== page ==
We’ve spent most of January focusing on the 2017 NRF BIG Show, but there’s been plenty of other news in the world of payments this month. To begin this week, we’re taking a look around the industry at some of the biggest recent news items, and how they tie into the important themes of payments at the start of 2017.
CES Wraps Up
While NRF 2017 saw major announcements in retail and payments, another major January show offered plenty of new payment technology. In its three-day run, CES 2017 had an abundance of exciting showcases:
And there were many, many more. These are just a few of the big payment debuts, but they’re a reminder of the constant innovation that’s going on in the industry.
Biggest Return Day of the Year
Every year, we see a variety of reports from various sources about the biggest return shipping day, and estimates start shortly after Christmas and range into the New Year. This year, the most widely cited date came from UPS, who said that the National Returns Day was on January 5. The company estimated they processed 1.3 million packages, nearly double their average load.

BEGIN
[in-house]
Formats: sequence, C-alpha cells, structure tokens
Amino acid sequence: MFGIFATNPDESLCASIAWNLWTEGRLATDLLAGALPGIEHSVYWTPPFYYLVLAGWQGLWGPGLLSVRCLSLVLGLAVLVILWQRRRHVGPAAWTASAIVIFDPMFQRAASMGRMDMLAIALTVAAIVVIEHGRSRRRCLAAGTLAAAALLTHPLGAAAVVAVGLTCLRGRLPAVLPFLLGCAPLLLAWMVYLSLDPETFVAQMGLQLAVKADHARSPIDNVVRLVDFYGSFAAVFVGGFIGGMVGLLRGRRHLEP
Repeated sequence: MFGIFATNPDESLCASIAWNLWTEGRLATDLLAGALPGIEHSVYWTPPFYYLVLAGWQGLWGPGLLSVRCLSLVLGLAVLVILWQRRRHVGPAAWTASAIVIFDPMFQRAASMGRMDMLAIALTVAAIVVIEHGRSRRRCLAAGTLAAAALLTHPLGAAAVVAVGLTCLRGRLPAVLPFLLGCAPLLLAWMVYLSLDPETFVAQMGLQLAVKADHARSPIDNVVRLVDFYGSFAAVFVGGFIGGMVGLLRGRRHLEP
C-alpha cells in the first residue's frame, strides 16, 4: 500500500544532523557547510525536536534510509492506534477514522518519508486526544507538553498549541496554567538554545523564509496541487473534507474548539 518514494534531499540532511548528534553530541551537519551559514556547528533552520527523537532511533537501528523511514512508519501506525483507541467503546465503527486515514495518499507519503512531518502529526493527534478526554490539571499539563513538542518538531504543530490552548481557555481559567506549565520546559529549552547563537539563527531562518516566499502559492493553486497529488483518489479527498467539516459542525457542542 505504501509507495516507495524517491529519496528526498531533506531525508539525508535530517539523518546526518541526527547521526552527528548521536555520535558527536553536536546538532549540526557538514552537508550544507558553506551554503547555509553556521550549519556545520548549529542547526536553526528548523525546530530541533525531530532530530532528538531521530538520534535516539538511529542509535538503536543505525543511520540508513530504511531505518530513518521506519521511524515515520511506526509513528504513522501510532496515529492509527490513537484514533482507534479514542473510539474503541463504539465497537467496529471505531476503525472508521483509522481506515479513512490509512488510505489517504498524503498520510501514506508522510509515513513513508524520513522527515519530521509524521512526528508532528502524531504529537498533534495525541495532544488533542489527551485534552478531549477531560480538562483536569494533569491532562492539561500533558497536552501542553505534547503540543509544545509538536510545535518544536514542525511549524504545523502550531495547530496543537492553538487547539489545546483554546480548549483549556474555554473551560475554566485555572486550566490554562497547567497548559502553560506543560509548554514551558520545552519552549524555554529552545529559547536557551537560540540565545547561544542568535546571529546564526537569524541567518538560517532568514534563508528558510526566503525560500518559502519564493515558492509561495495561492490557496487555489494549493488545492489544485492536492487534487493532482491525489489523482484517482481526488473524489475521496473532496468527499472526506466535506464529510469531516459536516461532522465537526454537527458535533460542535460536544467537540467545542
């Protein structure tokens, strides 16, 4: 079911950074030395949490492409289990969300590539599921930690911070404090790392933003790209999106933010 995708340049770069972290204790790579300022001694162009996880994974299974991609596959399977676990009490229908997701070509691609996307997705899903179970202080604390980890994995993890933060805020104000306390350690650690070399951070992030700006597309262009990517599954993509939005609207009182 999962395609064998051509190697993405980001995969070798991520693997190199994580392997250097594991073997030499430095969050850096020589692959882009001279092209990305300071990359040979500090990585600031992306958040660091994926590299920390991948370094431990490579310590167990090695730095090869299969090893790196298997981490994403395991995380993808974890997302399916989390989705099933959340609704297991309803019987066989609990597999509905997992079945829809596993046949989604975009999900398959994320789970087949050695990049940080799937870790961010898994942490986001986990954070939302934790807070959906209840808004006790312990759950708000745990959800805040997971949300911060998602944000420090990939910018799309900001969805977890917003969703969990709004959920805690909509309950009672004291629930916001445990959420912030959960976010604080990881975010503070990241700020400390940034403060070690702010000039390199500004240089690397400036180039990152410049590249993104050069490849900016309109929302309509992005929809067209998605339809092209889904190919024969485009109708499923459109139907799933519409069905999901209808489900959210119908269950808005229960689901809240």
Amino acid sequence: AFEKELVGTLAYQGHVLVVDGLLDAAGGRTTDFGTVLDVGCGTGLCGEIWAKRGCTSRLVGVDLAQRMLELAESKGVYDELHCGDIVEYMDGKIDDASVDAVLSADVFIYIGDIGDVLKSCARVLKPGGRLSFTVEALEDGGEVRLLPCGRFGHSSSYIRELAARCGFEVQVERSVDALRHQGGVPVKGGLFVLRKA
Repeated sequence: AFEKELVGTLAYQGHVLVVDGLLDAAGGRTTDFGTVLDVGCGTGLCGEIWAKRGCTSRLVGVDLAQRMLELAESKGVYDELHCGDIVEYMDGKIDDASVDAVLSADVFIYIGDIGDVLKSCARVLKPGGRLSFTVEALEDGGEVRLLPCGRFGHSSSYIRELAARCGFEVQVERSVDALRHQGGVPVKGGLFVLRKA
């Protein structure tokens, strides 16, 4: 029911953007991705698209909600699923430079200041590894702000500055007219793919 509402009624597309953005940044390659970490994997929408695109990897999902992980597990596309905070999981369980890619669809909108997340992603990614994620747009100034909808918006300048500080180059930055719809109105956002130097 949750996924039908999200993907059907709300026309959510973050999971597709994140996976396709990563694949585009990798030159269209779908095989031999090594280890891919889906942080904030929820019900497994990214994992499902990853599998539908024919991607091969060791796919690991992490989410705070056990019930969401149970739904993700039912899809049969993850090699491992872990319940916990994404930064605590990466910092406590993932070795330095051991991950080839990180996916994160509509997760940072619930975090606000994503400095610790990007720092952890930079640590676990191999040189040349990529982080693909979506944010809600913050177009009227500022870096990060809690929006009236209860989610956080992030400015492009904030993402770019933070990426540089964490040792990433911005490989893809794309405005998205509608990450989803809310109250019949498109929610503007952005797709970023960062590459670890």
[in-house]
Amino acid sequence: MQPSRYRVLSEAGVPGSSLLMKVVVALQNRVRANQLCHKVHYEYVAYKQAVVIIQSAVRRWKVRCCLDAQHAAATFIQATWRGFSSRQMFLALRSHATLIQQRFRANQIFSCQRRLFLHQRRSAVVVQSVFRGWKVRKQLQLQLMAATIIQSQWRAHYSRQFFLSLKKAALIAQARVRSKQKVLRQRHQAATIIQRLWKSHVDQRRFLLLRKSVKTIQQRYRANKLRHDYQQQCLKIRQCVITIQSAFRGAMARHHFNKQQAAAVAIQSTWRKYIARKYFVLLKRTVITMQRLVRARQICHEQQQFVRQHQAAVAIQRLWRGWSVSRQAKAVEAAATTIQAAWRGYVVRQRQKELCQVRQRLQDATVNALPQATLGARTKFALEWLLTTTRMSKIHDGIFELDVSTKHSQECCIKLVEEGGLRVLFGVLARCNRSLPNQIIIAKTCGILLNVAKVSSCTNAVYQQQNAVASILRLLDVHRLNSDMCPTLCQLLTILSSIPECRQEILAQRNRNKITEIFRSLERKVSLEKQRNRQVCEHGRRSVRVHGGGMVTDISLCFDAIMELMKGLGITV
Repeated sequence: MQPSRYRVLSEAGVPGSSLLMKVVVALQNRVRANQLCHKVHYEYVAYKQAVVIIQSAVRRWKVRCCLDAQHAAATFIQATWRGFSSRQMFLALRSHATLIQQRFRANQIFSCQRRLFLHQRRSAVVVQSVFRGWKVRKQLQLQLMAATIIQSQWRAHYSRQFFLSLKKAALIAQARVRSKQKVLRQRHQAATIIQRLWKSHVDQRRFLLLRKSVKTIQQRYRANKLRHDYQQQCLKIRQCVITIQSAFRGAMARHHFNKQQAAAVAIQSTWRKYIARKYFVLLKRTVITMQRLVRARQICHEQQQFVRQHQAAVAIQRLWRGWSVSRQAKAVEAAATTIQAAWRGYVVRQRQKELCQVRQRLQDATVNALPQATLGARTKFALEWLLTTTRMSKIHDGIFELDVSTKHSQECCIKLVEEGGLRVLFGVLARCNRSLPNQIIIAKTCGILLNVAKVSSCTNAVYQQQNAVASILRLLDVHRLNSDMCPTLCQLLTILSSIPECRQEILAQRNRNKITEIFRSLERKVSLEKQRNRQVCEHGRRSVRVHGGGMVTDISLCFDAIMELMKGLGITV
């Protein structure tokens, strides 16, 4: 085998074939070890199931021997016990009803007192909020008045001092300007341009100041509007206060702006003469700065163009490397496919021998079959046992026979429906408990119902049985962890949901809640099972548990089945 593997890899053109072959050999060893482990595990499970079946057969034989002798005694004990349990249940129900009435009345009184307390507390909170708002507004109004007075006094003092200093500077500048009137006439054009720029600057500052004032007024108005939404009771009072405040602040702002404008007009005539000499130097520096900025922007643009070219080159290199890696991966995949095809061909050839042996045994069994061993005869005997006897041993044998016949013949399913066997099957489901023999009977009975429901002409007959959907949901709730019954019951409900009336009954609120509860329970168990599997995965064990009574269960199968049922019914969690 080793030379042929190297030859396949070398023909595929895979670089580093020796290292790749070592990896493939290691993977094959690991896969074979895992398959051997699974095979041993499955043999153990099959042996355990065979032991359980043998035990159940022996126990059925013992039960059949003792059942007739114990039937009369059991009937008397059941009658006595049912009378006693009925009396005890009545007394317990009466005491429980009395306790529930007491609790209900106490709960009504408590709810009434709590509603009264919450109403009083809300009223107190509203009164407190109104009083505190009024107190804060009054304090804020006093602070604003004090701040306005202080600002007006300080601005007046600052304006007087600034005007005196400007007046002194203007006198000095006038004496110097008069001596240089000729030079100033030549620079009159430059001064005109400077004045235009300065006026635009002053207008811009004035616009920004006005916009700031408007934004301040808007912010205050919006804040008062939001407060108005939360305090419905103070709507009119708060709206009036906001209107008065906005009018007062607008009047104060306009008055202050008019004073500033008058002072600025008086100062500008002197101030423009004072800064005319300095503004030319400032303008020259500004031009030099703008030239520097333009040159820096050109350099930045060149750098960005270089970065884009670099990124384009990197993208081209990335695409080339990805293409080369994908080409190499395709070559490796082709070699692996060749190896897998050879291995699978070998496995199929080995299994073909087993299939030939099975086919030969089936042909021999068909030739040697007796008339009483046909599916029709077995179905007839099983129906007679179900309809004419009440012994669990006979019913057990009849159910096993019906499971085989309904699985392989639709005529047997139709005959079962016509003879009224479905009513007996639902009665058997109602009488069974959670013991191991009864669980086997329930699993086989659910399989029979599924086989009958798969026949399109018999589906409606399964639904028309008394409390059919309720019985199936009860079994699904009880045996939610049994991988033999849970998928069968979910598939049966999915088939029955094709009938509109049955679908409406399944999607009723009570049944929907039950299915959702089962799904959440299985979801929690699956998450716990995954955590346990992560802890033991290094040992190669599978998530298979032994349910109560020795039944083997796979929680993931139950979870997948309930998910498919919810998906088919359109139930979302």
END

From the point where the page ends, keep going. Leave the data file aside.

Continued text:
There’s several things to note. The first is the massive and still growing significance that item returns have taken on over the past several years. Customers expect returns to be seamless and hassle-free. “Buy anywhere/return anywhere/refund anywhere” is one of the most central pieces of a modern unified commerce enterprise, and it leads to greater customer satisfaction and a broader client reach.
Another aspect to consider is the sheer volume involved in shipping and online commerce now—the biggest return day of the year was only double their average load. People expect you to be online now, and customers that move across channels have proven to be many times more valuable. If you’re not online, and your customers cannot find you where they want you, you’re losing out. Every time a customer can’t find you online, that could be a lost sales opportunity.
Take a look at the number of packages UPS alone is processing on an average day, and think of just how much you’re missing if you’re not online—and how important it is to make the inevitable returns simple.